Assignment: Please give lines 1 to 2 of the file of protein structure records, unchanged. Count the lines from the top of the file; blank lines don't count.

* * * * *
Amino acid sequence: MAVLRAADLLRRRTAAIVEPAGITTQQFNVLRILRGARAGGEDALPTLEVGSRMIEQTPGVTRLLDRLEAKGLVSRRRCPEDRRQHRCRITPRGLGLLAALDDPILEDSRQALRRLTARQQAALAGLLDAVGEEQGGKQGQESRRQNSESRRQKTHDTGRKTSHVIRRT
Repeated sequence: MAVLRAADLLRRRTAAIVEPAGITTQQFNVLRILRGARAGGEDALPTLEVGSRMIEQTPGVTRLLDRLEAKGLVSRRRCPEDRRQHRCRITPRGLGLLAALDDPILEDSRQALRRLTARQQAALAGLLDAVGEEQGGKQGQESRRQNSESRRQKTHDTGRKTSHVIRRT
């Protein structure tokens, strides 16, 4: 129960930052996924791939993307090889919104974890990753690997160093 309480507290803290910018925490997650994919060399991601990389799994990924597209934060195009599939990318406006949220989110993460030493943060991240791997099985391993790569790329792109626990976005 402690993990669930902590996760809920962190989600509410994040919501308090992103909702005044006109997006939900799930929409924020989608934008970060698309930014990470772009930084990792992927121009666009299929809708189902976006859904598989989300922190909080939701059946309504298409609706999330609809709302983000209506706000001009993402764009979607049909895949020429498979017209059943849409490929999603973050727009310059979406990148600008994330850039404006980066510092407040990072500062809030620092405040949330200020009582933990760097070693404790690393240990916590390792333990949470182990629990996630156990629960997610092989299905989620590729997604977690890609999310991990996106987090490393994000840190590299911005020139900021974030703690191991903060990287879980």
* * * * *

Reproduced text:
Amino acid sequence: MAVLRAADLLRRRTAAIVEPAGITTQQFNVLRILRGARAGGEDALPTLEVGSRMIEQTPGVTRLLDRLEAKGLVSRRRCPEDRRQHRCRITPRGLGLLAALDDPILEDSRQALRRLTARQQAALAGLLDAVGEEQGGKQGQESRRQNSESRRQKTHDTGRKTSHVIRRT
Repeated sequence: MAVLRAADLLRRRTAAIVEPAGITTQQFNVLRILRGARAGGEDALPTLEVGSRMIEQTPGVTRLLDRLEAKGLVSRRRCPEDRRQHRCRITPRGLGLLAALDDPILEDSRQALRRLTARQQAALAGLLDAVGEEQGGKQGQESRRQNSESRRQKTHDTGRKTSHVIRRT